What is the role of cascading style sheets (CSS) in image styling in DITA?

In DITA, Cascading Style Sheets (CSS) play a crucial role in image styling by defining the visual appearance of images in the content. CSS is used to set properties like image size, borders, alignment, backgrounds, and more, allowing for consistent and customized image presentation throughout DITA documents.

The benefits of using CSS with DITA include separation of content and presentation, styling image elements, customization, and dynamic styling.

  • Separation of Content and Presentation: CSS (Cascading Style Sheets) is a fundamental technology used to separate the content of a document from its presentation. In the context of DITA, this means that content authors can focus on creating structured, meaningful content while leaving the visual design and styling to CSS. This separation allows for flexibility and consistency in image presentation across various DITA documents.
  • Styling Image Elements: In DITA, images are typically represented within specialized elements or attributes, such as “image” elements or custom elements like “custom-screenshot.” CSS comes into play by defining how these images should look in terms of size, borders, alignment, backgrounds, and other visual properties. It can target these elements or attributes to apply specific styles to images, ensuring they adhere to the organization’s branding and formatting requirements.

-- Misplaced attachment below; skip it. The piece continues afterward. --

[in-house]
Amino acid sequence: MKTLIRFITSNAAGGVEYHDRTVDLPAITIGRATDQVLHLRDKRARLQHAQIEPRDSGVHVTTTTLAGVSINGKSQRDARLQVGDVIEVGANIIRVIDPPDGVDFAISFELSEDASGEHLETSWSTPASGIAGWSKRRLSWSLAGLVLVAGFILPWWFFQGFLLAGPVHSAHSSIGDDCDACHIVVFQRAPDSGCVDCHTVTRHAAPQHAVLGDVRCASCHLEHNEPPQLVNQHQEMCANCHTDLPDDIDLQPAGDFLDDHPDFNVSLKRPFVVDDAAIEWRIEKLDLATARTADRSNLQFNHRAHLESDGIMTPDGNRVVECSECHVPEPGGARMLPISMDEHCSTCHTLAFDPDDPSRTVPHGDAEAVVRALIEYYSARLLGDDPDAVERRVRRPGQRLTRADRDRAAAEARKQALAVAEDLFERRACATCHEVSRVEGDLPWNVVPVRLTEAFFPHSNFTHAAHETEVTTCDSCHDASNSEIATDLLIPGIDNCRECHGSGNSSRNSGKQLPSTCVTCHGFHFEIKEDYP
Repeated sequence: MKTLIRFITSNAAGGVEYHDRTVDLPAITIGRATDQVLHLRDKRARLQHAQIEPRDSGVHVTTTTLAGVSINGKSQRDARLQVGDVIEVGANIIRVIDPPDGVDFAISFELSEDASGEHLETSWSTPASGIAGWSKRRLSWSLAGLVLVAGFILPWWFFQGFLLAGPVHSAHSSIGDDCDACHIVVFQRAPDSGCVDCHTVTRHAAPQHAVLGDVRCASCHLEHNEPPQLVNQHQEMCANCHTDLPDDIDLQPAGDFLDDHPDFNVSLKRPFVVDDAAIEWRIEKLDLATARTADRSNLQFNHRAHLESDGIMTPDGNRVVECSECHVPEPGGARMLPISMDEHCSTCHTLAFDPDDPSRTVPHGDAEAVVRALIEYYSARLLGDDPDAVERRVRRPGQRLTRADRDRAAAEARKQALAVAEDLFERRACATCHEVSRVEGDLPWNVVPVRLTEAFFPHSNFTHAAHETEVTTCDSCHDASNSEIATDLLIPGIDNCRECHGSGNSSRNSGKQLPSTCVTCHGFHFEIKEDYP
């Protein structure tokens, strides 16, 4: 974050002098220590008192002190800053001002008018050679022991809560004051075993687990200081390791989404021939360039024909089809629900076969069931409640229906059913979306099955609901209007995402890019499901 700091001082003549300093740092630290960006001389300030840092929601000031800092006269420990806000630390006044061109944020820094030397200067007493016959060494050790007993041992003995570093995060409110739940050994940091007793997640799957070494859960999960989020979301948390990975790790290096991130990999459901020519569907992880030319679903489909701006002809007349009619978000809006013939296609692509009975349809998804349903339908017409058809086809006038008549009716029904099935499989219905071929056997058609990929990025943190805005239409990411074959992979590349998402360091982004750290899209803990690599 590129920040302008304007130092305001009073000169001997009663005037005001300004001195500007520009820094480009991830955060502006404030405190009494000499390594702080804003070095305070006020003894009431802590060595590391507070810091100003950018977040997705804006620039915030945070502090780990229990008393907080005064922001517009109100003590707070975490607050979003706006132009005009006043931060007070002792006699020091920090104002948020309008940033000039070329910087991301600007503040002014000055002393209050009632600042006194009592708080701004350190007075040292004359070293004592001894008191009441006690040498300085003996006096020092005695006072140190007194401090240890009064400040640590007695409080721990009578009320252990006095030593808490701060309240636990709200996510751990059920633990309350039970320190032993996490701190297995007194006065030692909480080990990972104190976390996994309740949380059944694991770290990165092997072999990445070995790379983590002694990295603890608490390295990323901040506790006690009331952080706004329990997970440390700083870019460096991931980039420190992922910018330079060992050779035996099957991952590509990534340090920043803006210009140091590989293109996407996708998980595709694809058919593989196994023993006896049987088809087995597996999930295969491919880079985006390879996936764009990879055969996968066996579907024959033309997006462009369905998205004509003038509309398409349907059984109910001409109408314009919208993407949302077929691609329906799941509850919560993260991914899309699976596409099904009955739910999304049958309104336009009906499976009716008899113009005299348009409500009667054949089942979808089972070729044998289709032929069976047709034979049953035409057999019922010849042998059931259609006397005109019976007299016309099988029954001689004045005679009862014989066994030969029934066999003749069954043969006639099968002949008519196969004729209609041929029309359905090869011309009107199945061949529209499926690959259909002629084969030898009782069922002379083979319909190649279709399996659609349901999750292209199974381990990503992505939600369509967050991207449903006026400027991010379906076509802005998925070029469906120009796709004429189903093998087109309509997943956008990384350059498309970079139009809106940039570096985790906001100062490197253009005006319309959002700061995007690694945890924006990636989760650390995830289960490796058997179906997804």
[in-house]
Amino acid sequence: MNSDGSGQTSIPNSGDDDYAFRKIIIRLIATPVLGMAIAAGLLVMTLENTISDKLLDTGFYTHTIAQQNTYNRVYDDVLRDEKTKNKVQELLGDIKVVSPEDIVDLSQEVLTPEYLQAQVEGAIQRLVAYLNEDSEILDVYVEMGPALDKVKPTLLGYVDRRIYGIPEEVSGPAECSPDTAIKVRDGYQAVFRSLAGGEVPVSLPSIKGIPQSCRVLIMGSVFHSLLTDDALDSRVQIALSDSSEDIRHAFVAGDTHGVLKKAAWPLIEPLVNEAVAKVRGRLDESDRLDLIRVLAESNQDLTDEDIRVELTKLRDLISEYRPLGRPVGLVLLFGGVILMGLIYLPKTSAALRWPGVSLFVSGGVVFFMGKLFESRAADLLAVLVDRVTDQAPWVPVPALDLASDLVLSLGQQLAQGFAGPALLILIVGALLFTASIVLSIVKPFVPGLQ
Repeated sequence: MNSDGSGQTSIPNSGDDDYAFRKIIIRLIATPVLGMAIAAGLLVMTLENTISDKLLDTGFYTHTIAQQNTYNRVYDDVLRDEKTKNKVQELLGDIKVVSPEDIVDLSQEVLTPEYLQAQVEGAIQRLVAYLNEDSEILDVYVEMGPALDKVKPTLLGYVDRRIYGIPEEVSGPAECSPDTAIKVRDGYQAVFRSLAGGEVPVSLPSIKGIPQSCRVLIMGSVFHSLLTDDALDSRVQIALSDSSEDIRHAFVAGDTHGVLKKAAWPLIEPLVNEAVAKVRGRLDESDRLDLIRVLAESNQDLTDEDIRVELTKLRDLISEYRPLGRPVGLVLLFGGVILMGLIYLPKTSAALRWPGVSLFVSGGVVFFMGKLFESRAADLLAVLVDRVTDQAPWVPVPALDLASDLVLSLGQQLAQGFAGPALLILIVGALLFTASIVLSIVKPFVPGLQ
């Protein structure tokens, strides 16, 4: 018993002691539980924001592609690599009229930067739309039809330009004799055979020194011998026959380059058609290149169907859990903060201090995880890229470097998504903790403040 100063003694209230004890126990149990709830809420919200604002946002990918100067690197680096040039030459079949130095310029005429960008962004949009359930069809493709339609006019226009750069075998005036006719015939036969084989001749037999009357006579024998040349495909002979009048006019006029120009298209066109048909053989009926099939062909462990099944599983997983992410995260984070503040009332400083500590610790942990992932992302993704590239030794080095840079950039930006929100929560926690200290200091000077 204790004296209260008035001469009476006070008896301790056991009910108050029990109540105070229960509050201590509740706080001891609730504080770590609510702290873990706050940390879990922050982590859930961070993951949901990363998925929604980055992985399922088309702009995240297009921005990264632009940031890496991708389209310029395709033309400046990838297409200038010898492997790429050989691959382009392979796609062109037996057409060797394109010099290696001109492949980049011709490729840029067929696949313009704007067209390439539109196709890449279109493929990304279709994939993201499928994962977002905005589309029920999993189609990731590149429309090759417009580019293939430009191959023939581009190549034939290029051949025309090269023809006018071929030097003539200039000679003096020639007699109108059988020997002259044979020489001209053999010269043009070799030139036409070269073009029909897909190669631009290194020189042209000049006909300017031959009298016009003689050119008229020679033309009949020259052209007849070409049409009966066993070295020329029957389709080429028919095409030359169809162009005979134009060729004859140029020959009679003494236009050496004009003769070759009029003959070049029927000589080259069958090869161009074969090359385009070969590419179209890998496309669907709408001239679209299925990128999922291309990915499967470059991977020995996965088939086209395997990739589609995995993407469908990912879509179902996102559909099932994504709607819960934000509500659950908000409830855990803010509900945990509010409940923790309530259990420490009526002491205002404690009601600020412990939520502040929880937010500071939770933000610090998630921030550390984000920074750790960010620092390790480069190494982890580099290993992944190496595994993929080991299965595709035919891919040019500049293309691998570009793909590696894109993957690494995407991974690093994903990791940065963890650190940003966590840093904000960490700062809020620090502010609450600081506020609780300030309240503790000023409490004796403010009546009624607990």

• Customization: Organizations can create their own custom attributes within DITA elements, like “image-style” or “image-border,” to describe how images should be styled. CSS interprets these attributes and applies the specified styles. For example, if “image-style” is set to “highlight” and “image-border” is set to “dotted,” the corresponding CSS rules will dictate that images with these attributes should have a yellow background highlight and a dotted border.
  • Dynamic Styling: The beauty of using CSS for image styling in DITA is that it allows for dynamic styling. Content authors can apply these custom attributes to images, and the styles will be automatically applied during the publishing process. This ensures that images maintain a consistent appearance, and any changes to the styling can be implemented centrally in the CSS without requiring modifications to the content itself.


A DITA-based software documentation project defines a custom DITA element called “custom-screenshot” to represent screenshots, adding custom attributes like “screenshot-style” and “screenshot-border” to control visual presentation. A CSS stylesheet interprets these attributes. If “screenshot-style” is set to “frame” and “screenshot-border” to “shadowed,” the CSS automatically applies a frame with a black border, padding, a yellow background, and a shadow effect to the screenshot image during publishing. This ensures that all screenshots are consistently and brandedly styled in the documentation, allowing for a dynamic approach to image presentation within DITA content.